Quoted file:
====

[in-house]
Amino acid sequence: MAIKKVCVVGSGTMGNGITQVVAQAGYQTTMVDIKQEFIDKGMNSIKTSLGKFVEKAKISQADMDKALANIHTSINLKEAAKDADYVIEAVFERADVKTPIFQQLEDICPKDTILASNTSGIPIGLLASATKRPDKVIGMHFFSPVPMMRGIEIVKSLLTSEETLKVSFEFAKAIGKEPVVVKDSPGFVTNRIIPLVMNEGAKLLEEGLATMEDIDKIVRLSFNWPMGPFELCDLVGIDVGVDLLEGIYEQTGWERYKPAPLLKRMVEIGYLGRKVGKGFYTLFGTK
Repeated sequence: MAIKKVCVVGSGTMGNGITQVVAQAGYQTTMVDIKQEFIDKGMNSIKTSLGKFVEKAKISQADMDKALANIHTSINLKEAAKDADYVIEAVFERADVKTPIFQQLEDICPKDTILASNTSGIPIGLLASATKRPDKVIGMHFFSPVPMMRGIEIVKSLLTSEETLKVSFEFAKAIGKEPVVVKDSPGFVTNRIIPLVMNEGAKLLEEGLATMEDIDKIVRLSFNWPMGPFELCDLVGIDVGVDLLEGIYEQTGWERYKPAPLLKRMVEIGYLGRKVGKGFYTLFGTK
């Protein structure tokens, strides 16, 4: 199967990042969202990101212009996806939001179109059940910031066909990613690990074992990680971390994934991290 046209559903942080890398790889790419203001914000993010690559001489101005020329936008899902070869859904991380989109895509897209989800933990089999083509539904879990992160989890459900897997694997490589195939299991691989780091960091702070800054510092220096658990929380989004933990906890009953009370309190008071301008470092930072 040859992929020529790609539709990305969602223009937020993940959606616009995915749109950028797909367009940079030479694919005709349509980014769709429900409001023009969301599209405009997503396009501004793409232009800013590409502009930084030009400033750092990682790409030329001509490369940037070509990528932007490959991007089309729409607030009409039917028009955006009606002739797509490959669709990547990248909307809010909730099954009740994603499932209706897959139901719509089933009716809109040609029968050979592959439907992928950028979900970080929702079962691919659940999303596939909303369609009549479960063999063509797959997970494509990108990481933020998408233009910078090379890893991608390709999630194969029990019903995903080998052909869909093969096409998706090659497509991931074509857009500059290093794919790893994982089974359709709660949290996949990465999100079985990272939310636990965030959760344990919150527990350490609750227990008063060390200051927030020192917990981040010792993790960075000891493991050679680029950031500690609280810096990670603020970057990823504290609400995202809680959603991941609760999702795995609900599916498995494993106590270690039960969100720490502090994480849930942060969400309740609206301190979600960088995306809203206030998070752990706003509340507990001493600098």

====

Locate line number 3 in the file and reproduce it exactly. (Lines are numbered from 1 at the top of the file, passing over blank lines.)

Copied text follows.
Repeated sequence: MAIKKVCVVGSGTMGNGITQVVAQAGYQTTMVDIKQEFIDKGMNSIKTSLGKFVEKAKISQADMDKALANIHTSINLKEAAKDADYVIEAVFERADVKTPIFQQLEDICPKDTILASNTSGIPIGLLASATKRPDKVIGMHFFSPVPMMRGIEIVKSLLTSEETLKVSFEFAKAIGKEPVVVKDSPGFVTNRIIPLVMNEGAKLLEEGLATMEDIDKIVRLSFNWPMGPFELCDLVGIDVGVDLLEGIYEQTGWERYKPAPLLKRMVEIGYLGRKVGKGFYTLFGTK